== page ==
The skid steer was originally created to be a big turkey pooper scooper

Updated Aug 9, 2013

keller loaderSo, you could consider us knowledgable on the skid steer. What its strengths are, figuring out what size you need for a particular job and even the tricks they can pull off.

We were also aware of the skid steer’s genesis from the Keller loader (pictured above), but what we didn’t know was why the Keller loader was developed in the first place. To call the skid steer’s beginnings humble, would be a vast understatement.

According to a recent blog post by Ritchie Bros. Auctioneers, poultry farmer Eddie Velo funded the development of the first skid steer because he needed a faster way of cleaning up turkey manure.

“Making the leap from small-to large-scale poultry producer, farmer Eddie Velo increased the turkey population at his Rothsay, Minnesota farm,” the Ritchie Bros. post reads. “Velo housed the turkeys in a large two-storey barn that made it impossible to clean up the turkey manure with a traditional wheel loader.”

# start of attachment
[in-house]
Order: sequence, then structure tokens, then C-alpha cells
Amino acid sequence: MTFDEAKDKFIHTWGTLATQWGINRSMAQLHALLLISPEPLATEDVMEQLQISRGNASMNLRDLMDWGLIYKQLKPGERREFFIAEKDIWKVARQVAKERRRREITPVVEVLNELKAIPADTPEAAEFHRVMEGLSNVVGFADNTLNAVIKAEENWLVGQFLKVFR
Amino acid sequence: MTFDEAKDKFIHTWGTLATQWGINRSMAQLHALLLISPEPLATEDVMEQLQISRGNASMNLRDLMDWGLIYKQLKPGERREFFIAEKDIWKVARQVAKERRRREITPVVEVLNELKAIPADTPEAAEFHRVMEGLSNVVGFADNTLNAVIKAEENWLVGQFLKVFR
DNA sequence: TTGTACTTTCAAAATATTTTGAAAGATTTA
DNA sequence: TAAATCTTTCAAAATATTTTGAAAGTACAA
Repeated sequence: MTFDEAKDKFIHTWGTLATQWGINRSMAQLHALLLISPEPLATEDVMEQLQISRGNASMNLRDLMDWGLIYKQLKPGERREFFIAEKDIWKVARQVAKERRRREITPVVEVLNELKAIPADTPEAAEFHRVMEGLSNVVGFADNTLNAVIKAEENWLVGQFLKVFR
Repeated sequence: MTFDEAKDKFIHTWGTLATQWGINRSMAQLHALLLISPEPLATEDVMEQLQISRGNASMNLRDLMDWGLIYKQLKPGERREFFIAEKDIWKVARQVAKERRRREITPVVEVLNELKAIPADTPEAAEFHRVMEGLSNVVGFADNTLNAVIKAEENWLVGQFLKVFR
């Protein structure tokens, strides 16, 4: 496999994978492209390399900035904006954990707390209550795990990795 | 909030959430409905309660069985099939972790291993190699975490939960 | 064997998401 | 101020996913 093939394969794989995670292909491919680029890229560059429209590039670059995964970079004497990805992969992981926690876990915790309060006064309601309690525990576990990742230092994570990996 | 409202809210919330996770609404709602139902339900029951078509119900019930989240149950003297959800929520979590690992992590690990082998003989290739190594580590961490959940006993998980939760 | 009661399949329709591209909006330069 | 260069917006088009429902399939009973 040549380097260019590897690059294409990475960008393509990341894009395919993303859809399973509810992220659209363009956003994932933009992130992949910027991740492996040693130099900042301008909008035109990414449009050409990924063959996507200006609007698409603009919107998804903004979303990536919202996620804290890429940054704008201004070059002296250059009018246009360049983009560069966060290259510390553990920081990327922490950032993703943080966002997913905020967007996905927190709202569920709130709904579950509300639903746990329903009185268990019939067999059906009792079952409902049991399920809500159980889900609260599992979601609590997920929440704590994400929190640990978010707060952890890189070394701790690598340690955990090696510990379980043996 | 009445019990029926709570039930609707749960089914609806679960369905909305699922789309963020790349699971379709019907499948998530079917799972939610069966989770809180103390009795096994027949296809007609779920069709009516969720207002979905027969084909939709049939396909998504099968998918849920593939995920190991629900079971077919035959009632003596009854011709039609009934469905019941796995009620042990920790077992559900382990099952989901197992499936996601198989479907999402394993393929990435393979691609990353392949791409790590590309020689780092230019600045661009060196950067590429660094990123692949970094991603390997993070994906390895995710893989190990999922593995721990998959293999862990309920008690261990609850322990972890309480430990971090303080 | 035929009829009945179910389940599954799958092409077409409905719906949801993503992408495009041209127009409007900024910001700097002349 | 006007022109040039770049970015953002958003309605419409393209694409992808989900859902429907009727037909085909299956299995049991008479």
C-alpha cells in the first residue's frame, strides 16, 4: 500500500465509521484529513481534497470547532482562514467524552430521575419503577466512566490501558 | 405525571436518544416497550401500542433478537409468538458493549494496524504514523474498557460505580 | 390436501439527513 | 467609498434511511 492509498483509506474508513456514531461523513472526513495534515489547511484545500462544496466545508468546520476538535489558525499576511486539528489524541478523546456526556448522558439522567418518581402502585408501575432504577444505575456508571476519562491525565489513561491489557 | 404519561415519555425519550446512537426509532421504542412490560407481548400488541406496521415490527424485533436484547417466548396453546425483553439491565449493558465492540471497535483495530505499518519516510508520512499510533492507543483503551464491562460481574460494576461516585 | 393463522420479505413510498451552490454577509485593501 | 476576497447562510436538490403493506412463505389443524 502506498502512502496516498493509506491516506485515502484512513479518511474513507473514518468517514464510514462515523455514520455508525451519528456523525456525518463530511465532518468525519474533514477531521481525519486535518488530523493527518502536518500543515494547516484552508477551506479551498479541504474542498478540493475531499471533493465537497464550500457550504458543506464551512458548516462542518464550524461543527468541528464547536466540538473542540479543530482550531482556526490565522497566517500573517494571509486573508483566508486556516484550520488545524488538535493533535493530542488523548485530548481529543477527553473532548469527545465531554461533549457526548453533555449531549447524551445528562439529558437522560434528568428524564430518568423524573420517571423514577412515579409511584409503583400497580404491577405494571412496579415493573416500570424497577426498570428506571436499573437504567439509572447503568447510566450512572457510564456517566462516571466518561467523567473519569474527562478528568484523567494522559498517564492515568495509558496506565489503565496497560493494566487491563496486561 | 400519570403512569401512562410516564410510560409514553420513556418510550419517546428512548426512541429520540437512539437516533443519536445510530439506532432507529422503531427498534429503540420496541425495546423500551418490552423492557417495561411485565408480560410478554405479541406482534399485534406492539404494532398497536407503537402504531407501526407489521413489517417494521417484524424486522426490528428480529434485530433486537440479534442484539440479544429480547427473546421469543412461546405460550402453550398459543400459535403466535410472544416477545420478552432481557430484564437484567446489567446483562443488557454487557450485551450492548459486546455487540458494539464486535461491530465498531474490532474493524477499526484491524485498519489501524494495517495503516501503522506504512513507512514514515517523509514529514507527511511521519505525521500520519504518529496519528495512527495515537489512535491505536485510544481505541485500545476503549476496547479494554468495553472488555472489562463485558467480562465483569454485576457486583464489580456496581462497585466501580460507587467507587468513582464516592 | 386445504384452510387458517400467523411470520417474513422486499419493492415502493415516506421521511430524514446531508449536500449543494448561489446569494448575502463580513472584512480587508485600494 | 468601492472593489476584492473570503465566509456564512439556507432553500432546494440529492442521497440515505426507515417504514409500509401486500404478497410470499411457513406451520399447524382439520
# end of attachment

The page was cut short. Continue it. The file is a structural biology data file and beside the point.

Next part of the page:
So, Velo went to his local farm machinery repair and fabricators Cyril and Louis Keller and asked them to build him something. The result was the Keller loader in 1957. It was powered by a 6.6 horsepower engine and could turn within its own length, making it perfect for the confined space of a barn.

Velo was pleased with the invention and the Keller brothers eventually sold rights to the machine to Melroe Manufacturing Company.

The rest, as they say, is history. The brothers continued developing the machine which, thanks to the branding acumen of Melroe ad executive Lynn Bickett, became known as the Bobcat. (Eventually, Melroe changed its name to Bobcat Corp.) And by the early 1990s, just about every competing manufacturer had their own version of the skid steer.

You can read the full history at the Ritchie Bros. site by clicking here.